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Eugen Tarnow


Has Lotus Notes ever been hacked on a large scale?

Eugen Tarnow  August 16 2011 01:50:24 PM
I know that Google’s email platform, Gmail, has been hacked before. Google has actually been the victim of China-based cyber attacks against some high-profile inboxes. This is not surprising, though, as Sino-Google relations are tenuous to say the least.

Hearing negative news about a Lotus Notes competitor doesn’t make me feel better as a person because I don’t want anything bad to happen to anyone, but it does make me feel better as a professional. Also see this support question post in which an administrator talks about “hidden treasures” on an Exchange server, though I may have said all this too soon.

I wonder: has there ever been a notable cyber attack against a Lotus Notes system? I can’t think of one offhand. It seems that IBM’s system has been spared such problems for the most part. It’s certainly possible. Type “lotus notes hacking” into Google Search, and you’ll find some seedy websites that ethically should not be indexed. There was also that way to get inside onto a Lotus Notes user’s PC through a malicious email, though that problem was fixed. ReduceMail Pro, our mail management system, has never been hacked.

So, has there ever been a major cyber attack involving Lotus Notes? Or have you personally ever seen a Lotus Notes system get hacked?

1Tim Paque  8/16/2011 2:18:20 PM  Has Lotus Notes ever been hacked on a large scale?

Sort of, way back in R4.

Back when they first added web capabilities to Lotus Notes, anyone who had and ID without a password could log into that persons mailfile via the web with only a username.

Yes, this was also the fault of the incompetent Admins who shouldn't have allowed that. But it shouldn't have been possible in the first place.

It wasn't like one large single breach, it was thousands of little ones, that required very little effort.

2John Turnbow  8/16/2011 3:43:16 PM  Has Lotus Notes ever been hacked on a large scale?

I have never heard of on a Large scale, like Tim said not since R4...

Interesting history about ExxonMobil though, years ago they switched to Lotus Notes Mail due to a large breach on the Exxon side using Exchange, the Mobil side did NOT have any issues and lose any business using Lotus Notes. The Exxon side was down for a week! But get a new CIO and ExxonMobil spends $100 Mil to go to Exchange. So, a CIO decison over security. I'll bet the security guys at ExxonMobil are going crazy now... LOL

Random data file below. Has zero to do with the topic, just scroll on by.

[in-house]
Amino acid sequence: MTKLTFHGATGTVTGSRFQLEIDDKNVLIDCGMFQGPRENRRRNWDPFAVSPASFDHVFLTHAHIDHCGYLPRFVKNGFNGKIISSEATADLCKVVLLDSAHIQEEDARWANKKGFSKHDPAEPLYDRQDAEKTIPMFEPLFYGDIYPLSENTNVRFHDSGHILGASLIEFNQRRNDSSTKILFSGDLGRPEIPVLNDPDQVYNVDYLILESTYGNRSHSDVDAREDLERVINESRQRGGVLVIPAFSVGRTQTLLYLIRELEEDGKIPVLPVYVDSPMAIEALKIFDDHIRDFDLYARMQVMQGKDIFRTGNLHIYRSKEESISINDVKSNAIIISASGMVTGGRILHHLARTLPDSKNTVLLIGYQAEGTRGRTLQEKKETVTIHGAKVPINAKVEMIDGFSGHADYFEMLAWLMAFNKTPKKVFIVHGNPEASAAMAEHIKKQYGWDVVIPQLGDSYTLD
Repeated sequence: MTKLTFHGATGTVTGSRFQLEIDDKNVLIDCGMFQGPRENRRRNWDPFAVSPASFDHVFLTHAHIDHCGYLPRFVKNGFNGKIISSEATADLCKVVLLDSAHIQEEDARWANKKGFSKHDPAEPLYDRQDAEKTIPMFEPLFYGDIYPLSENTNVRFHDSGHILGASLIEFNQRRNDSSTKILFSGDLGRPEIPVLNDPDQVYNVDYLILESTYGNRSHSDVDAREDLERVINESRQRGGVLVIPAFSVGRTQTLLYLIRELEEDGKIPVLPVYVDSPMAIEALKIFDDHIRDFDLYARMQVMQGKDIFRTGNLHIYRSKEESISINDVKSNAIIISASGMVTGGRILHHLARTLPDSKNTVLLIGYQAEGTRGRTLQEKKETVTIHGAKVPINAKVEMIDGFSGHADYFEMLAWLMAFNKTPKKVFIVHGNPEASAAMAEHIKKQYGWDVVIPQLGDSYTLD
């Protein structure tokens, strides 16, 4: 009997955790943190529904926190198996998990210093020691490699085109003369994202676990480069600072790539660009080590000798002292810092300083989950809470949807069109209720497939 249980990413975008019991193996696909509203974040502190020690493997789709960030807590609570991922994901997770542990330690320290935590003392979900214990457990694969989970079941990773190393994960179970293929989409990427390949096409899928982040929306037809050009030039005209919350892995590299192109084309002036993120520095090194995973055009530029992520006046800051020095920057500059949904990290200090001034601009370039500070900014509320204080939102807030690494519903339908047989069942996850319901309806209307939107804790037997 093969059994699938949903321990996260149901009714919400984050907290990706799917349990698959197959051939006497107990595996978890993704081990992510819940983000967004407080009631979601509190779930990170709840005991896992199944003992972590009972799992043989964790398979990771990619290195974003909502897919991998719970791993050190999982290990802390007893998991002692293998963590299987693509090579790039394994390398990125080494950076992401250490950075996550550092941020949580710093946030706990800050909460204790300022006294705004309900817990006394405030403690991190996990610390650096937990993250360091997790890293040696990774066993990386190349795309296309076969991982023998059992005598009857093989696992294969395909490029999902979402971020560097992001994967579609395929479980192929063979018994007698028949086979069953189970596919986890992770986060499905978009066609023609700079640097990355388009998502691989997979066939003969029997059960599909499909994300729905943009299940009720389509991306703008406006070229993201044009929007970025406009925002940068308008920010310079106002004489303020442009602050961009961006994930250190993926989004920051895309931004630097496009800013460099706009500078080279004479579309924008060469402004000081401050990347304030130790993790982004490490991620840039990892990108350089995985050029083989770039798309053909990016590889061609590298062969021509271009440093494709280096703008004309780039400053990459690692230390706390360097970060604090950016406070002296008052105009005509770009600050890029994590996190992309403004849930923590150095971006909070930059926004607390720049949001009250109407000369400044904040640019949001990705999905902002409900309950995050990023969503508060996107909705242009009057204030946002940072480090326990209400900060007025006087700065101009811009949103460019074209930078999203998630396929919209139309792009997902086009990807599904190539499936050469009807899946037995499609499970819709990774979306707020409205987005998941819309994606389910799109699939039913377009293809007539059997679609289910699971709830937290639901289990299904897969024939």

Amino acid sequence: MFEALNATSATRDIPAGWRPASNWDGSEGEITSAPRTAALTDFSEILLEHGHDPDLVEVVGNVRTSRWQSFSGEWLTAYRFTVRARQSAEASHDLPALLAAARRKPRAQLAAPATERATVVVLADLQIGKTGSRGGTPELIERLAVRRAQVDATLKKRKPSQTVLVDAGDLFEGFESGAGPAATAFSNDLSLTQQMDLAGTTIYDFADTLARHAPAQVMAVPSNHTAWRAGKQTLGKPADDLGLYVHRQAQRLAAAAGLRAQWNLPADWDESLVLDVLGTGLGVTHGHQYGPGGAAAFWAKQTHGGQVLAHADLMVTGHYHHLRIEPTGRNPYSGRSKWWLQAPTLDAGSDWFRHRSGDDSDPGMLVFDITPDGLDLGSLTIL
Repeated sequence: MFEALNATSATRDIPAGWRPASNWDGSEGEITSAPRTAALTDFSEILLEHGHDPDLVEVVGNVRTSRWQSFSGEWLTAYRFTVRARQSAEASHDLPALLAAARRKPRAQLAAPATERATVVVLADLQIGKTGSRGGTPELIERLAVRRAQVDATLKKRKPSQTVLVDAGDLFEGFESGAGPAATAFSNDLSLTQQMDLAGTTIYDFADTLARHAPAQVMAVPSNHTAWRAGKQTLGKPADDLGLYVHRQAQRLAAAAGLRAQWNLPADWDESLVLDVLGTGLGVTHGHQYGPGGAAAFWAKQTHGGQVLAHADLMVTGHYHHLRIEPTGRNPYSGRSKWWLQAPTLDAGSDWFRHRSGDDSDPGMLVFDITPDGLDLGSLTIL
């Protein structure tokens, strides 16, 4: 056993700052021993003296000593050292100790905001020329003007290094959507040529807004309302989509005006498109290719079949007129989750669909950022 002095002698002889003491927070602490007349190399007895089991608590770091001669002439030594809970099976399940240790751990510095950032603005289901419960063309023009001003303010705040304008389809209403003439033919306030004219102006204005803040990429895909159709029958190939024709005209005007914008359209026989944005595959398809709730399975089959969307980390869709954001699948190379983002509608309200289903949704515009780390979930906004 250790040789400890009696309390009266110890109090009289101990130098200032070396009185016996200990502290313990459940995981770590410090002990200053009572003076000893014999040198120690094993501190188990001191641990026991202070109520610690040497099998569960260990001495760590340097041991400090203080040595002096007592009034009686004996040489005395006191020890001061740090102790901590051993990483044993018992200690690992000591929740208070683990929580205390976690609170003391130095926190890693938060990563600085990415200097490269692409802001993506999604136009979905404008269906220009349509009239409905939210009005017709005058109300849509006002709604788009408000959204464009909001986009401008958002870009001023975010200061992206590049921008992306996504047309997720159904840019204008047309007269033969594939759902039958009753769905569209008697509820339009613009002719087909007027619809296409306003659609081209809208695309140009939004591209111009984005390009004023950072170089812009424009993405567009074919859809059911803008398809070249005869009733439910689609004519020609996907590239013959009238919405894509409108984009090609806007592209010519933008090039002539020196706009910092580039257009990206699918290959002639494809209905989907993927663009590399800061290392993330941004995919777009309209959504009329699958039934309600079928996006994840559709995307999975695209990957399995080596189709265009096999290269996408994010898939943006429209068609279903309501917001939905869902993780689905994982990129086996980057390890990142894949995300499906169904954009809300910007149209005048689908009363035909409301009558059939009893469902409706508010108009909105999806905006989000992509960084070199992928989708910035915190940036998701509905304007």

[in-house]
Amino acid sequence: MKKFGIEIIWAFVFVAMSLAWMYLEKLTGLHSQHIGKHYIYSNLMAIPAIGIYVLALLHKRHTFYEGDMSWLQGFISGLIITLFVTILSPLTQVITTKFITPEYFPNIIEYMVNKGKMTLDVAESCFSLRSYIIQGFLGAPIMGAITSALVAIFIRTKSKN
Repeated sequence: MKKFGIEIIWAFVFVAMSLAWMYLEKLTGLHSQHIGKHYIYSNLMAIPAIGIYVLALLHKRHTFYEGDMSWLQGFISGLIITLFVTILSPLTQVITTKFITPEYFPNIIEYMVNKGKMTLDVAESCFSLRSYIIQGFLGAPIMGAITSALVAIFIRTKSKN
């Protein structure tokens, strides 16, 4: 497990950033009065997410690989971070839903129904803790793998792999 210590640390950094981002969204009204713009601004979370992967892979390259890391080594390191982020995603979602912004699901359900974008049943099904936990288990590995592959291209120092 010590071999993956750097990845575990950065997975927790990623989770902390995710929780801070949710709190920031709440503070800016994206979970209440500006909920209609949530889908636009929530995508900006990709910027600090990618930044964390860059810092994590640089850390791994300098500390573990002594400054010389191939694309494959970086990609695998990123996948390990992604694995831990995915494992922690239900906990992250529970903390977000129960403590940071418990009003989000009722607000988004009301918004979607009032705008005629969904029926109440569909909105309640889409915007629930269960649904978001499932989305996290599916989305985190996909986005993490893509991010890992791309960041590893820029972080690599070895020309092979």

3Mat Newman  8/16/2011 5:00:32 PM  Has Lotus Notes ever been hacked on a large scale?


'Lotus Notes' has never been hacked.

Some access had been gained through a browser using the Domino web-server add-in.

4Keith Brooks  8/16/2011 6:53:00 PM  Has Lotus Notes ever been hacked on a large scale?

As I discussed in my session at The View 2011 on hacking your server, there have been more internal issues than external.

That said poor administration and/or development habits can lead to issues, as can leaving your names.nsf on anything except no access for default and anonymous.

Once someone has access to the NAB anything is possible.

We have had lately attacks coming against LDAP and I reminded people to not use anonymous access, always use login/pw for LDAP.

Sometimes you get trojans and other SMTP issues but a serious hack against a database of corporate data, I would also have to go back to R5 or earlier perhaps.

Then again, who would admit it if it happenned?

5Jerry Carter  8/18/2011 9:33:03 AM  Has Lotus Notes ever been hacked on a large scale?

One other hack I'm aware of, also only small but potentially big would have been an internal one. My former co-worker (someone I still respect today) took advantage of a loose ECL which allowed others to modify local databases. He sent me a Meno form, as opposed to a Memo with a stored form and embedded code which he used to add himself as manager to an ACL on one of my databases and reduce me to Editor. Boy was I PO'd! I had a laugh though, made a really lame attempt to send the same kind of attack back to him but he had obviously secured himself against the hack.

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